I admit I’ve never been all that sentimental when it comes to old consoles. While some of my thirty-something friends seem unable to part with their precious Atari 2600s or TurboGrafxs, I generally couldn’t care less about holding on to old hardware for the sake of a few good memories. As soon as something new comes along, the old one usually gets packed up and sold at my next yard sale. Atari? Gone. Game Boy? Gone. Dreamcast? Oh, you’d better believe that’s gone. The one exception to my rule is my trusty Sega Genesis. While other consoles may come and go, there’s just something about the Genesis that keeps me from putting the whole collection on eBay.


Though the console was eventually known for action and sports games, that’s not why I first fell in love with it. Sure, I was a huge fan of Gunstar Heroes and the surplus of EA Sports titles, and I even love the more quirky takes on those genres, games like General Chaos and Jerry Glanville’s Pigskin Footbrawl, but what really keeps me hanging on is the 1989 TechnoSoft strategy game, Herzog Zwei. Complete with a variety of units, bases to capture, and resources to manage, the game opened the floodgates for the dominance of the RTS genre on the PC.

Given the long-standing supremacy of the RTS on the PC, it’s odd that the genre took its first bold steps on a console system normally associated with Trip Hawkins and Sonic the Hedgehog. It’s true that there were strategy games before Herzog Zwei, but Sega’s 16-bit console was home to the most engaging, most promising entry the genre had seen. Within just a few years, Westwood and Blizzard would take over the genre entirely and move it to the PC, where it still continues to flourish, but in the late 1980s, Herzog Zwei made the Genesis the place to be for strategy gamers.

Players took control of a huge red or blue mech, which could transform between a super fast jet and a rifle-toting robot. As a jet, you could pick up units to change their orders; as a robot you could engage in direct combat with the enemy’s ground forces. Your mech was in charge of a military base where you could buy and resupply units. On the other side of the map was a rival mech in charge of its own base. You won by destroying the other base before he or she could destroy yours. In between the two red and blue bases were a number of neutral bases. As you took them over, you gained more money to spend on new units to send against your enemy, and additional forward bases that your mech could use to purchase and resupply your forces.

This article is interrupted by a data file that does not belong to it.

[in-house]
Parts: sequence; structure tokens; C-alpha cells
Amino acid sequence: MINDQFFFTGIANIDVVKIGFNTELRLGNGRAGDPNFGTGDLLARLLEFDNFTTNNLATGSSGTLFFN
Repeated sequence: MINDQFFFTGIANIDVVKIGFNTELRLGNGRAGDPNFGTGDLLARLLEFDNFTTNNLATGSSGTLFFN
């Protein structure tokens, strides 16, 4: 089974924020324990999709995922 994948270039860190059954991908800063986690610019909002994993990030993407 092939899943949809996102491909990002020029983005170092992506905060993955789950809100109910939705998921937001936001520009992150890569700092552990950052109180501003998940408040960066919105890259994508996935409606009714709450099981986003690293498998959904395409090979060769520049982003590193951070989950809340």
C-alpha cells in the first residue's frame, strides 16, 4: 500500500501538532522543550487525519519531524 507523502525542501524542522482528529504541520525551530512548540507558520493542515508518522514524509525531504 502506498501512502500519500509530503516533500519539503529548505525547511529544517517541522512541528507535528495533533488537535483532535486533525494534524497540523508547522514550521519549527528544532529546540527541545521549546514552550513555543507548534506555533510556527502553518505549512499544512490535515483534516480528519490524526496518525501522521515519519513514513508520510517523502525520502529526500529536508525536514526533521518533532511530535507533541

This, to me, is still one of the game’s most arresting and, sadly, least imitated features. This wasn’t Age of Empires where you were a god-like manipulator sitting above the action, directing units with a simple click of your mouse. No, in Herzog Zwei you were your avatar and you could only interact with the rest of the world through this one unit. Dune 2 may have given us the control model for the modern RTS, but it seemed positively easy compared to the level of micromanagement required in this Genesis game.


If your infantry needed to be carried across a river of lava, you had to fly them across one-by-one. If a tank had run out of ammunition or fuel on its way to fight the enemy, you had to pick it up and bring it back to a friendly base for resupply. If a self-propelled anti-air gun needed to move its patrol route to intercept the enemy mech’s own supply runs, you had to physically pick up the AA gun and change its orders. This meant your mech’s location on the battlefield was critical. While you were busy building defenses around your base, or building and sending new units up to the front, you weren’t able to influence what was going on elsewhere in the battle. And if you stopped to fight on the front lines, you might have units stuck in the production queue or simply waiting for resupply.